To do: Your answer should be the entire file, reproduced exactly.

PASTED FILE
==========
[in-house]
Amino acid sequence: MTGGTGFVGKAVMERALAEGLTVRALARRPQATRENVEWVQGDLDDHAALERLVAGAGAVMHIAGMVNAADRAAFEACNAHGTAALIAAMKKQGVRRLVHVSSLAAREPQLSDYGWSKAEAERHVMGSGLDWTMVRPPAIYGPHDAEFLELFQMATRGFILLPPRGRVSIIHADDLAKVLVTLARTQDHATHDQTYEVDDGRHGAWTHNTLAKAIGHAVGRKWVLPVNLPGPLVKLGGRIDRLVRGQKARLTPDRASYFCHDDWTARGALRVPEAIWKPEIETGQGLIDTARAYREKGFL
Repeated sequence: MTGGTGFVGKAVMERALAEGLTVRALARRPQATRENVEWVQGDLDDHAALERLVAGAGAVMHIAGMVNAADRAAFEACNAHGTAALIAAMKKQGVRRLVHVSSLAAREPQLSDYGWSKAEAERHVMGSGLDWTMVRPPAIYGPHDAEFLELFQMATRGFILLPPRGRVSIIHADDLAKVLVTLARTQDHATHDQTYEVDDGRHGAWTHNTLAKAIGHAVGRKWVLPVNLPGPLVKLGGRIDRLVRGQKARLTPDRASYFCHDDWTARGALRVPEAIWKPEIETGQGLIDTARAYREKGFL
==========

[in-house]
Amino acid sequence: MTGGTGFVGKAVMERALAEGLTVRALARRPQATRENVEWVQGDLDDHAALERLVAGAGAVMHIAGMVNAADRAAFEACNAHGTAALIAAMKKQGVRRLVHVSSLAAREPQLSDYGWSKAEAERHVMGSGLDWTMVRPPAIYGPHDAEFLELFQMATRGFILLPPRGRVSIIHADDLAKVLVTLARTQDHATHDQTYEVDDGRHGAWTHNTLAKAIGHAVGRKWVLPVNLPGPLVKLGGRIDRLVRGQKARLTPDRASYFCHDDWTARGALRVPEAIWKPEIETGQGLIDTARAYREKGFL
Repeated sequence: MTGGTGFVGKAVMERALAEGLTVRALARRPQATRENVEWVQGDLDDHAALERLVAGAGAVMHIAGMVNAADRAAFEACNAHGTAALIAAMKKQGVRRLVHVSSLAAREPQLSDYGWSKAEAERHVMGSGLDWTMVRPPAIYGPHDAEFLELFQMATRGFILLPPRGRVSIIHADDLAKVLVTLARTQDHATHDQTYEVDDGRHGAWTHNTLAKAIGHAVGRKWVLPVNLPGPLVKLGGRIDRLVRGQKARLTPDRASYFCHDDWTARGALRVPEAIWKPEIETGQGLIDTARAYREKGFL